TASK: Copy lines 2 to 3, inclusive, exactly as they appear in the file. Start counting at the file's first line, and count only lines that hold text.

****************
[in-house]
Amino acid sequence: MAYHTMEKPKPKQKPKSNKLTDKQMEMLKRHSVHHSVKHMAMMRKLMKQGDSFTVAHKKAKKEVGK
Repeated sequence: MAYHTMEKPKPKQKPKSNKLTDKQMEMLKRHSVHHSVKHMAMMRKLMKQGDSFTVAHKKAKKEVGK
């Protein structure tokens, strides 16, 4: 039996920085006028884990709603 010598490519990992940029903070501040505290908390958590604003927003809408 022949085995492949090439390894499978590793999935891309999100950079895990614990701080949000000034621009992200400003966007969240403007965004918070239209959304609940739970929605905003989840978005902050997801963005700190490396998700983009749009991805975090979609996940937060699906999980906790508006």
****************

Amino acid sequence: MAYHTMEKPKPKQKPKSNKLTDKQMEMLKRHSVHHSVKHMAMMRKLMKQGDSFTVAHKKAKKEVGK
Repeated sequence: MAYHTMEKPKPKQKPKSNKLTDKQMEMLKRHSVHHSVKHMAMMRKLMKQGDSFTVAHKKAKKEVGK